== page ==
From SABR member Lewie Pollis at Beyond the Box Score on August 3:
One of my biggest pet peeves is incomplete data. So when the most complete All-Star vote totals were released last month with only the top eight players at each position (except for outfield, where the top 24 were released) listed … I felt like I was missing something.
I understand why the process isn’t fully transparent—no one who has a say in it has anything to gain by revealing who the least popular players in the league are and how little support they got—but it’s frustrating not knowing how many people wantedand to play in the Midsummer Classic even though the former had been a terrible-hitting DH and the latter had missed the entire first half of the season.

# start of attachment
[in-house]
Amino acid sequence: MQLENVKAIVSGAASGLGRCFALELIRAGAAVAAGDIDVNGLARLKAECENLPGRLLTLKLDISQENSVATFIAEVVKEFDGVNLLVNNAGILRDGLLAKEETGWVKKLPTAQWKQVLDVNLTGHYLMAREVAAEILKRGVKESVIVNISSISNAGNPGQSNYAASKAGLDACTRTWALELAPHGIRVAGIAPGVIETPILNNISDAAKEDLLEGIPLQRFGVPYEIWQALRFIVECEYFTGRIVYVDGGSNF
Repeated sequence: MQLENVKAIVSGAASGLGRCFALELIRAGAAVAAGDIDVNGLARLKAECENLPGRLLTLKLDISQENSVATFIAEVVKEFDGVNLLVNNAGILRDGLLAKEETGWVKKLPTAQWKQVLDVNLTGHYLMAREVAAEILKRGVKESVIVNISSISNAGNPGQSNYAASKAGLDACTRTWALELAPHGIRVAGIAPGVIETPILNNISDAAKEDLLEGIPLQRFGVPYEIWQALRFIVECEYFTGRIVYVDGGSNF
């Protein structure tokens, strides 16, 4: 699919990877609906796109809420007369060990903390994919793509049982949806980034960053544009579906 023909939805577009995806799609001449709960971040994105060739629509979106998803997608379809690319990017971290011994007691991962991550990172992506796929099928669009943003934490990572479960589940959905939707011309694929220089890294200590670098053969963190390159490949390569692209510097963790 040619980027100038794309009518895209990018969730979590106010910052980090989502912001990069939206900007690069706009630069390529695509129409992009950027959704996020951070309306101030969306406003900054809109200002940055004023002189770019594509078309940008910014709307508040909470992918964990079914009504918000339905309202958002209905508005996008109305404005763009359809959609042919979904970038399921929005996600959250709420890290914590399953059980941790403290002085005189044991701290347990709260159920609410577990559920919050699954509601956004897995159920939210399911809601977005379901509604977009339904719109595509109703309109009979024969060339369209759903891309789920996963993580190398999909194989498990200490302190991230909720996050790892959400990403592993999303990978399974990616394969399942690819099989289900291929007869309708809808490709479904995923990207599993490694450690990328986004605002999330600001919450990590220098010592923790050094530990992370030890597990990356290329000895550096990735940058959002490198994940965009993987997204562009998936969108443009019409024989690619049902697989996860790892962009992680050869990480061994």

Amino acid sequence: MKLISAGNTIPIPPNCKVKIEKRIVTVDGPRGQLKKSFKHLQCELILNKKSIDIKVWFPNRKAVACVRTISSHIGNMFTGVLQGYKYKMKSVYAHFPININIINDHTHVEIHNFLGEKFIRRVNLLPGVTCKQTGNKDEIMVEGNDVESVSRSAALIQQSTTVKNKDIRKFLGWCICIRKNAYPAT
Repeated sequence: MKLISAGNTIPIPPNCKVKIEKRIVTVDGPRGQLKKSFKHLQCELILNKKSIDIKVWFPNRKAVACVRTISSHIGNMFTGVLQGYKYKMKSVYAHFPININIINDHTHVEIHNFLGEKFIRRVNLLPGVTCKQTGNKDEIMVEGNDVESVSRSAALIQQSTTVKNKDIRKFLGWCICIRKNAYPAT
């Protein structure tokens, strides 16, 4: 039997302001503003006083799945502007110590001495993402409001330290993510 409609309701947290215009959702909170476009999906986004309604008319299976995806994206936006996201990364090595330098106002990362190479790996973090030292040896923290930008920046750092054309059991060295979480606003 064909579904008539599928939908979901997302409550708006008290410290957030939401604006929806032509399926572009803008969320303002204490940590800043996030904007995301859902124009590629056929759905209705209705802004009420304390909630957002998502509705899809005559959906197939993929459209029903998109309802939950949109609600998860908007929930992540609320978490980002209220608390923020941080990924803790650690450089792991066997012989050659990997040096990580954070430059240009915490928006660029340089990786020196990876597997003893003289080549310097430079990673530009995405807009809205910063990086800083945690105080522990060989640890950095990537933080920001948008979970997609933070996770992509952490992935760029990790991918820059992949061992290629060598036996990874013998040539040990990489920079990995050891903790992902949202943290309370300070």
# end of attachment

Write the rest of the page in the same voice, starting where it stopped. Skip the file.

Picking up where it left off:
We know that fans cast 32.5 million ballots, but we don’t know how many votes each balloter submitted. Simply multiplying 32.5 ballots times 17 positions doesn’t work, because not everyone votes for every spot. … To illustrate just how prevalent incomplete ballots are, the top 136 vote-getters combined for 310,830,344 votes—an average of just under 9.6 votes per ballot. Given the incredibly unequal distribution of All-Star votes, that the best 54% of players got only 56% of possible votes makes it clear that the average voter didn’t come anywhere close to filling out his or her ballot in full.
Read the full article here: http://www.beyondtheboxscore.com/2011/8/3/2307335/how-many-all-star-votes-did-mlbs-worst-players-get
Originally published: August 5, 2011. Last Updated: August 5, 2011.